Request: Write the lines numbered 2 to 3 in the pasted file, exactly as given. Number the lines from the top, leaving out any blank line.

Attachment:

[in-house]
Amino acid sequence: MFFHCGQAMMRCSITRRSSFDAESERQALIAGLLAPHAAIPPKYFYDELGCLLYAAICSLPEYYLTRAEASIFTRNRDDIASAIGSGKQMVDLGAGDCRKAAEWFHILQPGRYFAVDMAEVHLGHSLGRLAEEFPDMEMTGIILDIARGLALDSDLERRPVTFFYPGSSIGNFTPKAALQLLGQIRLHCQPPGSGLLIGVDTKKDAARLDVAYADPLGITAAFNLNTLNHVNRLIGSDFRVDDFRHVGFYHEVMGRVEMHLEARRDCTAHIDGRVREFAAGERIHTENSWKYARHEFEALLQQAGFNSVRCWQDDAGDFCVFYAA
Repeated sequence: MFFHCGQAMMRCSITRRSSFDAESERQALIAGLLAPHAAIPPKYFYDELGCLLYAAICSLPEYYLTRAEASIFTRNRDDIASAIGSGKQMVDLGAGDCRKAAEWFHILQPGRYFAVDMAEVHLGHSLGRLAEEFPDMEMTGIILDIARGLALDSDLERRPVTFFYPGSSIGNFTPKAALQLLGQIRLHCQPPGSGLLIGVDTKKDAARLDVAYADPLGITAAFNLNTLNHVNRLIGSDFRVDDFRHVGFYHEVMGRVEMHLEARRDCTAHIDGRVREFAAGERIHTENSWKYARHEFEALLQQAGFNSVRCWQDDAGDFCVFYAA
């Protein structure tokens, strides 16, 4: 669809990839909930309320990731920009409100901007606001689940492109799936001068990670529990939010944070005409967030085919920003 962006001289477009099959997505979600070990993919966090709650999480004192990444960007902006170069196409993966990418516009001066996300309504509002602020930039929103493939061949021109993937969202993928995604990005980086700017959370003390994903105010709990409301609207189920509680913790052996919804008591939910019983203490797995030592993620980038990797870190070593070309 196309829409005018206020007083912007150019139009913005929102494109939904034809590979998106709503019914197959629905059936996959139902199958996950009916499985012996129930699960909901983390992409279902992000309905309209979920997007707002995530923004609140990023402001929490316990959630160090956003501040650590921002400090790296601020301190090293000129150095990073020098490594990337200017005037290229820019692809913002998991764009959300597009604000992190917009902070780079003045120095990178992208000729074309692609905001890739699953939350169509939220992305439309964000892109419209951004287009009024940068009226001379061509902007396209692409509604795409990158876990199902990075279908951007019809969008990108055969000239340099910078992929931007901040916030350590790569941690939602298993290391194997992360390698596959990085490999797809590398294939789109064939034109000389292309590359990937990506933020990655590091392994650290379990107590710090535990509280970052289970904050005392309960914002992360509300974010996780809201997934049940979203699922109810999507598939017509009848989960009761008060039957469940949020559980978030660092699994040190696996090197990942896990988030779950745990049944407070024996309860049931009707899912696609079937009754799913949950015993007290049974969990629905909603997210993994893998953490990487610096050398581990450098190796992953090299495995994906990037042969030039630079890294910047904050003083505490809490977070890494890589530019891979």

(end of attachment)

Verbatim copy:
Amino acid sequence: MFFHCGQAMMRCSITRRSSFDAESERQALIAGLLAPHAAIPPKYFYDELGCLLYAAICSLPEYYLTRAEASIFTRNRDDIASAIGSGKQMVDLGAGDCRKAAEWFHILQPGRYFAVDMAEVHLGHSLGRLAEEFPDMEMTGIILDIARGLALDSDLERRPVTFFYPGSSIGNFTPKAALQLLGQIRLHCQPPGSGLLIGVDTKKDAARLDVAYADPLGITAAFNLNTLNHVNRLIGSDFRVDDFRHVGFYHEVMGRVEMHLEARRDCTAHIDGRVREFAAGERIHTENSWKYARHEFEALLQQAGFNSVRCWQDDAGDFCVFYAA
Repeated sequence: MFFHCGQAMMRCSITRRSSFDAESERQALIAGLLAPHAAIPPKYFYDELGCLLYAAICSLPEYYLTRAEASIFTRNRDDIASAIGSGKQMVDLGAGDCRKAAEWFHILQPGRYFAVDMAEVHLGHSLGRLAEEFPDMEMTGIILDIARGLALDSDLERRPVTFFYPGSSIGNFTPKAALQLLGQIRLHCQPPGSGLLIGVDTKKDAARLDVAYADPLGITAAFNLNTLNHVNRLIGSDFRVDDFRHVGFYHEVMGRVEMHLEARRDCTAHIDGRVREFAAGERIHTENSWKYARHEFEALLQQAGFNSVRCWQDDAGDFCVFYAA